1. Summer leagues
  2. Independent leagues
We'll start by looking at what data is available and how to combine the data sets. There are always player transfers to identify, and NCAA teams frequently play interdivision games as well as NAIA teams. We'll want to build a predictive model that identifies the most talented players uniformly across all leagues, so this will be a boring but necessary step.

A Very Rough Guide to Getting Started in Data Science: Part II, The Big Picture

Data science to a beginner seems completely overwhelming. Not only are there huge numbers of programming languages, packages and algorithms, but even managing your data is an entire area itself. Some examples are the languages R, Python, Ruby, Perl, Julia, Mathematica, MATLAB/Octave; packages SAS, STATA, SPSS; algorithms linear regression, logistic regression, nested model, neural nets, support vector machines, linear discriminant analysis and deep learning.
For managing your data some people use Excel, or a relational database like MySQL or PostgreSQL. And where do things like big data, NoSQL and Hadoop fit in? And what's gradient descent and why is it important? But perhaps the most difficult part of all is that you actually need to know and understand statistics, too.

It does seem overwhelming, but there's a simple key idea - data science is using data to answer a question. Even if you're only sketching a graph using a stick and a sandbox, you're still doing data science. Your goal for data science should be to continually learn better, more powerful and more efficient ways to answer your questions. My general framework has been strongly influenced by George Pólya's wonderful book "How to Solve It". While it's directed at solving mathematical problems, his approach is helpful for solving problems in general.

"How to Solve It" suggests the following steps when solving a mathematical problem:
  1. First, you have to understand the problem.
  2. After understanding, then make a plan.
  3. Carry out the plan.
  4. Review/extend. Look back on your work. How could it be better?
Pólya goes into much greater detail for each step and provides some illustrative examples. It's not the final word on how to approach and solve mathematical problems, but it's very helpful and I highly recommend it. For data science, the analogous steps from my perspective would be:
  1. What questions do you want to answer?
  2. What data would be helpful to answer these questions? How and where do you get this data?
  3. Given the question you want to answer and the data you have, which approaches and models are likely to be useful? This can be very confusing. There are always tradeoffs - underfitting vs overfitting, bias vs variance, simplicity vs complexity, information about where something came from vs what's it doing
  4. Perform analysis/fit model.
  5. How do you know if your model and analysis are good or bad, and how confident should you be in your predictions and conclusions? A very critical, but commonly treated lightly or even skipped entirely.
  6. Given the results, what should you try next?
Let's follow Pólya and do an illustrative example next.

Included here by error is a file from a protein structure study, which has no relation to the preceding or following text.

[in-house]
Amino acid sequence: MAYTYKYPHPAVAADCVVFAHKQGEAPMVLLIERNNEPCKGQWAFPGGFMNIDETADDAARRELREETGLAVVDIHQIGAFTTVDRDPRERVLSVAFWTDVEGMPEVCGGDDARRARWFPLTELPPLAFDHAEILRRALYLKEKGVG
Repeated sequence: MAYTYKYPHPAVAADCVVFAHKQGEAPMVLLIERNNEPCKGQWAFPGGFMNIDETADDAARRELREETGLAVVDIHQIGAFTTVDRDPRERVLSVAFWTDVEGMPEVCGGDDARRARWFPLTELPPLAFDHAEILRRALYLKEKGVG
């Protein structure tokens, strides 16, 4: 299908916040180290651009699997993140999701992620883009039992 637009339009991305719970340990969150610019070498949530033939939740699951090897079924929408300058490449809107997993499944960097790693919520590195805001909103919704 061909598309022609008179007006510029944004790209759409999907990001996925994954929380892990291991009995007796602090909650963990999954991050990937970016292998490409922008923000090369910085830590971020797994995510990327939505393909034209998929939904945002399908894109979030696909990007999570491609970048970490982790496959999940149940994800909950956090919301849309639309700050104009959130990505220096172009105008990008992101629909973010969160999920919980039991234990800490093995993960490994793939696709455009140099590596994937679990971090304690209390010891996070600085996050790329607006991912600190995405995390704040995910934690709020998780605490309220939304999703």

Tuesday, February 10, 2015

More Measles: Vaccination Rates and School Funding

I took a look at California's personal belief exemption rate (PBE) for kindergarten vaccinations in Part I. California also provides poverty information for public schools through the Free or Reduced Price Meals data sets, both of which conveniently include California's school codes. Cleaned versions of these data sets and my R code are in my vaccination GitHub.

We can use the school code as a key to join these two data sets. But remember, the FRPM data set only includes data about public schools, so we'll have to retain the private school data for PBEs by doing what's called a left outer join. This still performs a join on the school code key, but if any school codes included in the left data don't have corresponding entries in the right data set we still retain them. The missing values for the right data set in this case are set to NULL.

We can perform a left outer join in R by using "merge" with the option "all.x=TRUE". I'll start by looking at how the PBE rate varies between charter, non-charter public and private schools, so we'll need to replace those missing values for funding source after our join. If the funding source is missing, it's a private school. The FRPM data also denotes non-charter public schools with funding type "", so I'll replace those with "aPublic" for convenience. For factors, R will by default set the reference level to be the level that comes first alphabetically.


Here's a subset of the output. The addition of the funding source is an improvement over the model that doesn't include it, and the estimates for the odds ratios for funding source is the highest for directly funded charter schools, followed by locally funded charter schools and private schools. Remember, public schools are the reference level, so for the public level \(\log(\text{odds ratio}) = 0\). Everything else being equal, our odds ratio estimates based on funding source would be: \begin{align*}
\mathrm{OR}_{\text{public}} &= e^{-3.820}\times e^{0} &= 0.022\\
\mathrm{OR}_{\text{private}} &= e^{-3.820}\times e^{0.752} &= 0.047\\
\mathrm{OR}_{\text{charter-local}} &= e^{-3.820}\times e^{1.049} &= 0.063\\
\mathrm{OR}_{\text{charter-direct}} &= e^{-3.820}\times e^{1.348} &= 0.085
\end{align*}
Converting to estimated PBE rates, we get: \begin{align*}
\mathrm{PBE}_{\text{public}} &= \frac{0.022}{1+0.022} &= 0.022\\
\mathrm{PBE}_{\text{private}} &= \frac{0.047}{1+0.047} &= 0.045\\
\mathrm{PBE}_{\text{charter-local}} &= \frac{0.063}{1+0.063} &= 0.059\\
\mathrm{PBE}_{\text{charter-direct}} &= \frac{0.085}{1+0.085} &= 0.078
\end{align*}